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Mindfulness Part 2: The Judgmental Monkey That Lives In Our Heads 

 July 7, 2021

By  George Lestner

Monkey Mind

“The mind is a wonderful servant but a terrible master.” – Robin Sharma

We may have never really noticed it, or questioned why it’s there, but for
most of us there is a voice in our head that is with us wherever we go. It
keeps a running commentary on our lives, like a sports commentator
describing a baseball match.

This voice describes things for us and tells us what they are – “oh, I’m
hungry”; it wonders about what to do next – “what would I like for dinner?”;
it also fantasizes about what we want, “Oh man, I hope dad has ordered
pizza”.

It also makes judgements about events, things and people, including
ourselves.

They can be positive judgements: “This is pretty nice”; “I’m so cool!”

Or negative judgements: “I’ve always sucked at this”; “She definitely thinks
I’m weird.”

The mind is always giving its opinion, whatever it may be. And these
opinions determine how we feel about a situation. If we take our opinions as
facts, we start to live as if they were true. Really, our thoughts are just
thoughts; our opinions are never the full truth about a situation. This can
make life tougher for us, even though we’re really just believing a story in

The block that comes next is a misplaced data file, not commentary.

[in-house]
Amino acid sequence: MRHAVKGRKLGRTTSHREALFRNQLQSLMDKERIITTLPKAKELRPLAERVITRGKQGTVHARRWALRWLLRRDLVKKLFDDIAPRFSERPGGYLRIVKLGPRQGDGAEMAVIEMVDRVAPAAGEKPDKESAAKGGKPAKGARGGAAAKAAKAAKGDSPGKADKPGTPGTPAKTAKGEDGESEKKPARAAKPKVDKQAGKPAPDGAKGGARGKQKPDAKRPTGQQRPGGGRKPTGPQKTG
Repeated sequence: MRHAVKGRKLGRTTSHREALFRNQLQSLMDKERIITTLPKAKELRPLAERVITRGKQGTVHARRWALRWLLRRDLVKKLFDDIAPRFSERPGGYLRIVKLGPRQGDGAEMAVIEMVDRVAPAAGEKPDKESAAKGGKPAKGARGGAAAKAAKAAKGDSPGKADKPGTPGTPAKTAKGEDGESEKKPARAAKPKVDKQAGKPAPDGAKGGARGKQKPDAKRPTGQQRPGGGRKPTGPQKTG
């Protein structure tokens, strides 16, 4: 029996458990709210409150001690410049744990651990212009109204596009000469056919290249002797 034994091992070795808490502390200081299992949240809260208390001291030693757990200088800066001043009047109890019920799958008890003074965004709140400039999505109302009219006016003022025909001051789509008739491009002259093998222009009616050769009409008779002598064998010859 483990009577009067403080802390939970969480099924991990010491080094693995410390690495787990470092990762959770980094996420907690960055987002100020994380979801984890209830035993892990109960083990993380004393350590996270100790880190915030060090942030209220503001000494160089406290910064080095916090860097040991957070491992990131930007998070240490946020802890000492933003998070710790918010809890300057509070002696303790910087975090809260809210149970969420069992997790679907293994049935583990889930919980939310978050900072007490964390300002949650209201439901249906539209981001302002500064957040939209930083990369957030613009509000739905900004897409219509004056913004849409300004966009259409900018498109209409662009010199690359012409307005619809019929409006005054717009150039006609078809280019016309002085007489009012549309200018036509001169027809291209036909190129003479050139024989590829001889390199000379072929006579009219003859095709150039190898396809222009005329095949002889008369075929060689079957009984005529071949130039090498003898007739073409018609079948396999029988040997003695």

our heads. In truth, she may not think you’re weird!

Most of the time the mind just keeps on chatting away, telling stories,
whether we like it or not, making our minds into busy places. You’d think
that, if we chose to, we could just stop thinking and focus on one thing for
some time.

Discuss: Try to just focus on just one thing for one full minute without being
distracted by thoughts. You can listen to a sound, feel your breathing, or
look at an object – just try not to think!

Could you manage to focus without being interrupted by thinking? How did
everyone else do? Did you start making judgements without even realizing?

Almost everyone finds that this is very difficult. Our minds are like
monkeys – grabbing on to this and that and never really resting, not even
for a minute even when we’re trying! If we can’t control our mind, it ends
up being our master.

The way to calm down the mind is to give the restless monkey a job to do –
meditation. Just like we did in Part 1, the job is to focus our attention on
our senses – the eight categories. If we practice doing this, the monkey
becomes our servant who quietly offers us some opinions instead of shouting
them in our ears. With practice, we gain more control of our minds, and can
focus on anything we choose for much longer than just one minute.

We will learn more ways to focus our attention in the next cards and more
reasons why it helps us.

(Featured image by zooco @ 123rf.com)

George Lestner


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